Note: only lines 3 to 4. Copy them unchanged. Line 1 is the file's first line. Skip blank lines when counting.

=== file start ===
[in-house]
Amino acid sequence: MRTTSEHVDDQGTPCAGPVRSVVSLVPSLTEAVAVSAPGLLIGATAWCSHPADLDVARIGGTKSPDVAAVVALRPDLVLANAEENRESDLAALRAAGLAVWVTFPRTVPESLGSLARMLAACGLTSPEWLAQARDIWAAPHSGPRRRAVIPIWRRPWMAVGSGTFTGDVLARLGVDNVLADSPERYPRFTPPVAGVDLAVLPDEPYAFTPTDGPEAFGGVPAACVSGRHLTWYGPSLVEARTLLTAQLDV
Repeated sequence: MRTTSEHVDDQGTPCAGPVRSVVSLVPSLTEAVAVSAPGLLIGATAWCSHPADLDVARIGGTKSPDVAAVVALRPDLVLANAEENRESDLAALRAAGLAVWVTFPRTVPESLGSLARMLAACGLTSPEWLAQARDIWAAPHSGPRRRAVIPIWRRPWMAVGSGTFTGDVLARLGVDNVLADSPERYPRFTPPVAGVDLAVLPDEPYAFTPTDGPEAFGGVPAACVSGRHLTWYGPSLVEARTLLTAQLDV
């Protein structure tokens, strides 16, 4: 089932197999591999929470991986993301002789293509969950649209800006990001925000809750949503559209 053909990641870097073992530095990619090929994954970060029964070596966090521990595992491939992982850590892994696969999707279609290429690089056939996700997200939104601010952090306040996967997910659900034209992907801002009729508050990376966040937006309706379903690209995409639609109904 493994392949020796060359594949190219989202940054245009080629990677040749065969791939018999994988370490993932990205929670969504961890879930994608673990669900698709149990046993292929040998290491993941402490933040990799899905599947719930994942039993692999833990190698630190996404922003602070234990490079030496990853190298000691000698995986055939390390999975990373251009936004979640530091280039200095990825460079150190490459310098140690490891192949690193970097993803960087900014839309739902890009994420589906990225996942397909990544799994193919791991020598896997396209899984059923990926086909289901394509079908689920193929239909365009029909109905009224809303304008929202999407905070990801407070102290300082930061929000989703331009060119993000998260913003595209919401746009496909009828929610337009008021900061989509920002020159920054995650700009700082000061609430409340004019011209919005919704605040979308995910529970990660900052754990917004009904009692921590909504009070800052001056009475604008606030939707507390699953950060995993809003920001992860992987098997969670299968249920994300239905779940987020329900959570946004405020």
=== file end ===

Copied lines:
Repeated sequence: MRTTSEHVDDQGTPCAGPVRSVVSLVPSLTEAVAVSAPGLLIGATAWCSHPADLDVARIGGTKSPDVAAVVALRPDLVLANAEENRESDLAALRAAGLAVWVTFPRTVPESLGSLARMLAACGLTSPEWLAQARDIWAAPHSGPRRRAVIPIWRRPWMAVGSGTFTGDVLARLGVDNVLADSPERYPRFTPPVAGVDLAVLPDEPYAFTPTDGPEAFGGVPAACVSGRHLTWYGPSLVEARTLLTAQLDV
């Protein structure tokens, strides 16, 4: 089932197999591999929470991986993301002789293509969950649209800006990001925000809750949503559209 053909990641870097073992530095990619090929994954970060029964070596966090521990595992491939992982850590892994696969999707279609290429690089056939996700997200939104601010952090306040996967997910659900034209992907801002009729508050990376966040937006309706379903690209995409639609109904 493994392949020796060359594949190219989202940054245009080629990677040749065969791939018999994988370490993932990205929670969504961890879930994608673990669900698709149990046993292929040998290491993941402490933040990799899905599947719930994942039993692999833990190698630190996404922003602070234990490079030496990853190298000691000698995986055939390390999975990373251009936004979640530091280039200095990825460079150190490459310098140690490891192949690193970097993803960087900014839309739902890009994420589906990225996942397909990544799994193919791991020598896997396209899984059923990926086909289901394509079908689920193929239909365009029909109905009224809303304008929202999407905070990801407070102290300082930061929000989703331009060119993000998260913003595209919401746009496909009828929610337009008021900061989509920002020159920054995650700009700082000061609430409340004019011209919005919704605040979308995910529970990660900052754990917004009904009692921590909504009070800052001056009475604008606030939707507390699953950060995993809003920001992860992987098997969670299968249920994300239905779940987020329900959570946004405020």